Judge orders UC Berkeley to freeze enrollment

Students sunbathe on the lawn at UC Berkeley. Photo by Anne Wernikoff for CalMatters

A judge in Alameda County has ordered UC Berkeley to freeze its enrollment, though the campus says it is optimistic that it will be able to address the judge’s concerns and get the decision reversed.

Judge Brad Seligman ordered the campus to redo an environmental impact report for a new complex that will include student housing and another academic building, Berkeleyside reported. Until the university redoes that report, Seligman ordered enrollment to freeze at 2020-21 levels. The freeze will take effect in the 2022-23 school year, according to Berkeleyside.

When the campus redoes its report, it must include analysis on how increased student enrollment at the campus has impacted noise and housing in Berkeley, Seligman ruled.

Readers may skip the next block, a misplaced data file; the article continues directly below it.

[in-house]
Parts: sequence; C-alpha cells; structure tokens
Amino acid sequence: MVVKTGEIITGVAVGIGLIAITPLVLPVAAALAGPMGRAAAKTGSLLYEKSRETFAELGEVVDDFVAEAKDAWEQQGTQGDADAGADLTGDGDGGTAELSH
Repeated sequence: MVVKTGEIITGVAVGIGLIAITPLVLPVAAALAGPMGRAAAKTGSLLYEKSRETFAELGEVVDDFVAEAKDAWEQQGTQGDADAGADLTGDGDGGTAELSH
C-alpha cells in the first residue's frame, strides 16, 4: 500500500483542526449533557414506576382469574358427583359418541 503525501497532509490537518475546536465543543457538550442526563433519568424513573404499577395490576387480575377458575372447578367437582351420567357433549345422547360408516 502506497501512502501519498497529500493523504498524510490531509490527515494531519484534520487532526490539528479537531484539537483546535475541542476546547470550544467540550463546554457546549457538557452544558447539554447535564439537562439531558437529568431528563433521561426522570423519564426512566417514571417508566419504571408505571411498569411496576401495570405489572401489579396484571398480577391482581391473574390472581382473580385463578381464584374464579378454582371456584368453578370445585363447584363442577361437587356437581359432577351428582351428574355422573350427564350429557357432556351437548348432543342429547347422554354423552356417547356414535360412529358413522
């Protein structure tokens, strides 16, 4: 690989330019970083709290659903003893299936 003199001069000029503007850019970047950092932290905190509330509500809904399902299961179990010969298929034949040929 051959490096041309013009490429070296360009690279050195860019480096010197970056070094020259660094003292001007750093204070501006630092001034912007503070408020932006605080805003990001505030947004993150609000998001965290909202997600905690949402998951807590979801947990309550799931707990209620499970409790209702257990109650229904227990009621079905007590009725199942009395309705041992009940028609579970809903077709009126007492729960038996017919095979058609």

The lawsuit was filed by Save Berkeley’s Neighborhoods, a nonprofit activist group of Berkeley residents.

Dan Mogulof, a spokesman for UC Berkeley, told Berkeleyside that the campus is optimistic it can “file documents very soon” that will satisfy the judge’s concerns.

“It will probably take the university between six and eight months to address the requirements of the judgment with regard to the Upper Hearst project. We are confident that the court will ultimately permit us to proceed with the Upper Hearst project,” Mogulof said, referring to the planned complex for the complex on the northeast edge of campus on Hearst and La Loma Avenues.

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